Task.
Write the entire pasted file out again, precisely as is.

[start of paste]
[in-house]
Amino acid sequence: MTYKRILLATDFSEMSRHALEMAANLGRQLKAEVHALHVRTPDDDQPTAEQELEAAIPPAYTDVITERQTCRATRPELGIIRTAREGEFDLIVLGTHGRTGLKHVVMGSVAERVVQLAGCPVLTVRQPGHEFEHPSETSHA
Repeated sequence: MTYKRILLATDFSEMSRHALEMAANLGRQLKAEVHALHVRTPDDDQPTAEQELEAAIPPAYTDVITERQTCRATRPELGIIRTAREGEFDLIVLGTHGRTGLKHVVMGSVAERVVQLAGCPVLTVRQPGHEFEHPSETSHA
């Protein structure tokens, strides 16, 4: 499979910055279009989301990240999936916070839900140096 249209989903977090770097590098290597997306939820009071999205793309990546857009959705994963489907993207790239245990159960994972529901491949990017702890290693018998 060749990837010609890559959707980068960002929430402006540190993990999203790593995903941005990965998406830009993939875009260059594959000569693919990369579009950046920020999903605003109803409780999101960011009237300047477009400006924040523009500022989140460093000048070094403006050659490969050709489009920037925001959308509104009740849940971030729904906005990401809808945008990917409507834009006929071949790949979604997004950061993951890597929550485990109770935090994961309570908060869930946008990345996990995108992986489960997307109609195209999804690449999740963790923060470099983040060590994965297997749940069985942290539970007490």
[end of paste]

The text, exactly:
[in-house]
Amino acid sequence: MTYKRILLATDFSEMSRHALEMAANLGRQLKAEVHALHVRTPDDDQPTAEQELEAAIPPAYTDVITERQTCRATRPELGIIRTAREGEFDLIVLGTHGRTGLKHVVMGSVAERVVQLAGCPVLTVRQPGHEFEHPSETSHA
Repeated sequence: MTYKRILLATDFSEMSRHALEMAANLGRQLKAEVHALHVRTPDDDQPTAEQELEAAIPPAYTDVITERQTCRATRPELGIIRTAREGEFDLIVLGTHGRTGLKHVVMGSVAERVVQLAGCPVLTVRQPGHEFEHPSETSHA
């Protein structure tokens, strides 16, 4: 499979910055279009989301990240999936916070839900140096 249209989903977090770097590098290597997306939820009071999205793309990546857009959705994963489907993207790239245990159960994972529901491949990017702890290693018998 060749990837010609890559959707980068960002929430402006540190993990999203790593995903941005990965998406830009993939875009260059594959000569693919990369579009950046920020999903605003109803409780999101960011009237300047477009400006924040523009500022989140460093000048070094403006050659490969050709489009920037925001959308509104009740849940971030729904906005990401809808945008990917409507834009006929071949790949979604997004950061993951890597929550485990109770935090994961309570908060869930946008990345996990995108992986489960997307109609195209999804690449999740963790923060470099983040060590994965297997749940069985942290539970007490």